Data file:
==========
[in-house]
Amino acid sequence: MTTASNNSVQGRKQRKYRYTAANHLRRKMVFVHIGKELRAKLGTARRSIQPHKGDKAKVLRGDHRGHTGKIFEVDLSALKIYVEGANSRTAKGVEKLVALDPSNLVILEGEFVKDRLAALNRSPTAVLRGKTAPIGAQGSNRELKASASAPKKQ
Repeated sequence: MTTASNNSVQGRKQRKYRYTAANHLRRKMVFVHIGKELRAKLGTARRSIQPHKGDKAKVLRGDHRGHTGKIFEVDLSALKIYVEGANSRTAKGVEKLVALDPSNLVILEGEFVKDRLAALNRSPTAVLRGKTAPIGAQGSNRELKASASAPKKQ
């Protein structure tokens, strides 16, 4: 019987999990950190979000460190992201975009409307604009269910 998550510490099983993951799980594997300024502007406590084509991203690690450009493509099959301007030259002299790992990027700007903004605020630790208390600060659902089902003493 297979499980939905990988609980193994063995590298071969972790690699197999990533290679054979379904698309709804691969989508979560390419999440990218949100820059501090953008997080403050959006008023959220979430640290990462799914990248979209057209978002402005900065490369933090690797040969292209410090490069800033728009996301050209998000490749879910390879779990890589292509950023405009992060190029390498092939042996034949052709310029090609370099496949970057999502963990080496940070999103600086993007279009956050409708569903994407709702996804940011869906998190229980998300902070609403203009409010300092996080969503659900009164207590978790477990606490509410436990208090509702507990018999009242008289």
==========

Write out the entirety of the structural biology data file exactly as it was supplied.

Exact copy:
[in-house]
Amino acid sequence: MTTASNNSVQGRKQRKYRYTAANHLRRKMVFVHIGKELRAKLGTARRSIQPHKGDKAKVLRGDHRGHTGKIFEVDLSALKIYVEGANSRTAKGVEKLVALDPSNLVILEGEFVKDRLAALNRSPTAVLRGKTAPIGAQGSNRELKASASAPKKQ
Repeated sequence: MTTASNNSVQGRKQRKYRYTAANHLRRKMVFVHIGKELRAKLGTARRSIQPHKGDKAKVLRGDHRGHTGKIFEVDLSALKIYVEGANSRTAKGVEKLVALDPSNLVILEGEFVKDRLAALNRSPTAVLRGKTAPIGAQGSNRELKASASAPKKQ
């Protein structure tokens, strides 16, 4: 019987999990950190979000460190992201975009409307604009269910 998550510490099983993951799980594997300024502007406590084509991203690690450009493509099959301007030259002299790992990027700007903004605020630790208390600060659902089902003493 297979499980939905990988609980193994063995590298071969972790690699197999990533290679054979379904698309709804691969989508979560390419999440990218949100820059501090953008997080403050959006008023959220979430640290990462799914990248979209057209978002402005900065490369933090690797040969292209410090490069800033728009996301050209998000490749879910390879779990890589292509950023405009992060190029390498092939042996034949052709310029090609370099496949970057999502963990080496940070999103600086993007279009956050409708569903994407709702996804940011869906998190229980998300902070609403203009409010300092996080969503659900009164207590978790477990606490509410436990208090509702507990018999009242008289």